Even if we can't see the first stars, we can trace their effects on the first galaxies.

Population III stars were the first stars in the universe. They were extremely massive, luminous stars, and many of them exploded as supernovae. How did they form the first galaxies? Credit: DALL-E

For a long time, our understanding of the universe’s first galaxies was largely theoretical. The light from that time reached us only after traveling for billions of years, and along the way it was dimmed and diffused into the infrared. Clues to the first galaxies are hidden in this dirty light. Now that we have the James Webb Space Telescope and its powerful infrared capabilities, we have seen the past and with greater clarity than ever before.

JWST has photographed some of the first. , leading to a flood of new insights and challenging questions. But it cannot see individual stars.

How can astronomers detect their effects on the universe’s first galaxies?

Stars are powerful, moving objects that exert a powerful force. They can fuse atoms into entirely new elements, a process called nucleosynthesis. Supernovae are particularly effective at this, as their powerful explosions release a storm of energy and matter that is released back into the universe.

Supernovae have existed since the early days of the universe. gave There are so-called Population III stars in the universe, and they were extremely massive stars. Massive stars are those that explode as supernovae, so population III stars will have a large number of supernovae.

The new research examines how all these supernovae may have affected their host galaxies. The paper “How Population III Supernovae Determined the Properties of the First Galaxies” has been accepted for publication. The Astrophysical Journal And there is Posted To arXiv. The lead author is K-Jung Chen from the Institute of Astronomy and Astrophysics, Academia Sinica, Taiwan.

Stellar metallurgy is the focus of this work. When the universe began, it consisted of primordial hydrogen, helium, and only trace amounts of lithium and beryllium. If you check your periodic table, these are the first four elements. Elements heavier than hydrogen and helium are called “metals” in astronomy, and metallicity in the universe increases over time due to stellar nucleosynthesis.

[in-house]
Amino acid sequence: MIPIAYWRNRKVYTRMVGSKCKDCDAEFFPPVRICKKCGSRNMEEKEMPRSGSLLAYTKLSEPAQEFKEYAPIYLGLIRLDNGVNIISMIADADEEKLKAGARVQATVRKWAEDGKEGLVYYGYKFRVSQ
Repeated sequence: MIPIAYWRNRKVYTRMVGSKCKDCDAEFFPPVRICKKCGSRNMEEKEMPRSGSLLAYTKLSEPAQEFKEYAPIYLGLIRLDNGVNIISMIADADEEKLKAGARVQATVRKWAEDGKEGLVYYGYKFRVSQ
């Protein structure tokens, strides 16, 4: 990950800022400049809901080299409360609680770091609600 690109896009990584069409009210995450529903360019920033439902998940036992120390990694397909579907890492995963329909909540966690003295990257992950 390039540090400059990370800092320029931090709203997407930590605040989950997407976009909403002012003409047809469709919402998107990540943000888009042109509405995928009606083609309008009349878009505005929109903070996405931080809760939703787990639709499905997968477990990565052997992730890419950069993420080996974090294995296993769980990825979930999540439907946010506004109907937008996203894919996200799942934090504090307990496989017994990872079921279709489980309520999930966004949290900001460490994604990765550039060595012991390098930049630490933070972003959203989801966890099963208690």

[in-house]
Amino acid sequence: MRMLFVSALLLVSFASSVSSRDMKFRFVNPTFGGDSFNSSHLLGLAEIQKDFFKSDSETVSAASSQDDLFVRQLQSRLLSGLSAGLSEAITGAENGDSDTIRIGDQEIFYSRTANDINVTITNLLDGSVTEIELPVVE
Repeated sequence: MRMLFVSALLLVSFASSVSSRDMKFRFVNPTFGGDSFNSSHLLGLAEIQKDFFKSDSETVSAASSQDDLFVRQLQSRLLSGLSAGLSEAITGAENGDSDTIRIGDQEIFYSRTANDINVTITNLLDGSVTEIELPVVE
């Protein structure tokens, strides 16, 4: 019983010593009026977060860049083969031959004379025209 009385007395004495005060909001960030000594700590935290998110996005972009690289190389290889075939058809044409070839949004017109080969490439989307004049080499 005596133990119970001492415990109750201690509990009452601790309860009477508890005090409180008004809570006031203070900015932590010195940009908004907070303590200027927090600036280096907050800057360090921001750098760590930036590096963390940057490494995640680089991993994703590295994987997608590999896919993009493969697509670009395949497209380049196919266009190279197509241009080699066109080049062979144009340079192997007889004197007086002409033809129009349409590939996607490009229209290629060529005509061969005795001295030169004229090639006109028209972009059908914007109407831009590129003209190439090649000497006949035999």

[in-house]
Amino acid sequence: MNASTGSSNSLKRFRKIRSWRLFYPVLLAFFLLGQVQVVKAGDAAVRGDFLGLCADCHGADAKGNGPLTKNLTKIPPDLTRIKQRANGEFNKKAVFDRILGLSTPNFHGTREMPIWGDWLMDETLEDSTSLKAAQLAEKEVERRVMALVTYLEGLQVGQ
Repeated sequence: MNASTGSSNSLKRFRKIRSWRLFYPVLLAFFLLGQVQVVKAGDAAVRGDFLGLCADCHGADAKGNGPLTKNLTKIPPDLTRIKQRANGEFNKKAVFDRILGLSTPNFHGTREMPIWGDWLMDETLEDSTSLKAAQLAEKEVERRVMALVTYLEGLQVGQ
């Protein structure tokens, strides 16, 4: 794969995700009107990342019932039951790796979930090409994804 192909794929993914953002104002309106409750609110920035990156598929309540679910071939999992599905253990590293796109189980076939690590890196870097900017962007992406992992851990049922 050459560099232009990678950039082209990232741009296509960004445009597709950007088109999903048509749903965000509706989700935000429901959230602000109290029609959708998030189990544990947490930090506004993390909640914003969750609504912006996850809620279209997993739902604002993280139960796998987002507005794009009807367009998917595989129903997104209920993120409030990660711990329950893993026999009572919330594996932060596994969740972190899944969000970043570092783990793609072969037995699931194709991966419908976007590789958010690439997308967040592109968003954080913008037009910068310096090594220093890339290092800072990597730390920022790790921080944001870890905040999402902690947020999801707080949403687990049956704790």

But hydrogen dominated the universe then as it does now. Only once the first stars formed and then exploded did other elements begin to play a role.

“The birth of early (Pop III) stars at z~20~25 marked the end of the cosmic dark ages and the beginning of the first galaxies. (SMBH) formation”, write the authors of the new paper. But their role as creators of astrometals is at the heart of the research.

The researchers used computer hydrodynamical simulations to examine how Pop III stars formed early galaxies. They saw (CCSNe), pair instability supernovae (PISNe), and hypernovae (HNe.).

Stars can only form from cold . When the gas is too hot, it is not dense enough to collapse into the protostellar core. The researchers found that when Pop III stars exploded as supernovae, they produced metals and dispersed them into the surrounding gas. Metals cooled the star-forming gas faster, allowing more stars to form faster. “Our results suggest that SNRs from the top-heavy Pop III IMF (initial mass function) produce more metals, leading to more efficient gas cooling in the first galaxies and earlier Pop II star formation.”

The simulations showed that supernova remnants (SNR) from Pop III SN fall toward the center of the dark matter halos in which they reside. “These Pop III SNRs and the primordial gas halo are pulled toward their core by gravity,” the authors explain. These SNRs sometimes collide and create turbulent flows. Turbulence mixes gas and metals from the SN and “forms filamentary structures that quickly form into dense clumps due to gas self-gravity and metal cooling.”